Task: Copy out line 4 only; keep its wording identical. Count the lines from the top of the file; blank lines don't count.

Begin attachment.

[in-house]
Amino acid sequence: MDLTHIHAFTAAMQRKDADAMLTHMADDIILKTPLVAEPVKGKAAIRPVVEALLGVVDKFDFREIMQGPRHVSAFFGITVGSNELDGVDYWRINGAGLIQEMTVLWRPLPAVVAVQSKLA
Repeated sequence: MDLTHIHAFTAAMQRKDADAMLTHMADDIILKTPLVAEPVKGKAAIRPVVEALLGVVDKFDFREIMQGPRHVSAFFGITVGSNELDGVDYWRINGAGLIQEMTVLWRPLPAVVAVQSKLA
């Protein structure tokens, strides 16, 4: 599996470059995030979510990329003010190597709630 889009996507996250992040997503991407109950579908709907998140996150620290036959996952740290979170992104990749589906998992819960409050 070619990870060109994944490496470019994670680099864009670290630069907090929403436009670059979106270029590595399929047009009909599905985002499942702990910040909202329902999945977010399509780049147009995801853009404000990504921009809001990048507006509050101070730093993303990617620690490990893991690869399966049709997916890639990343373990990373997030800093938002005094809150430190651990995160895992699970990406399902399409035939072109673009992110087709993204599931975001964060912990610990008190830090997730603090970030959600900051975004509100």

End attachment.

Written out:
């Protein structure tokens, strides 16, 4: 599996470059995030979510990329003010190597709630 889009996507996250992040997503991407109950579908709907998140996150620290036959996952740290979170992104990749589906998992819960409050 070619990870060109994944490496470019994670680099864009670290630069907090929403436009670059979106270029590595399929047009009909599905985002499942702990910040909202329902999945977010399509780049147009995801853009404000990504921009809001990048507006509050101070730093993303990617620690490990893991690869399966049709997916890639990343373990990373997030800093938002005094809150430190651990995160895992699970990406399902399409035939072109673009992110087709993204599931975001964060912990610990008190830090997730603090970030959600900051975004509100």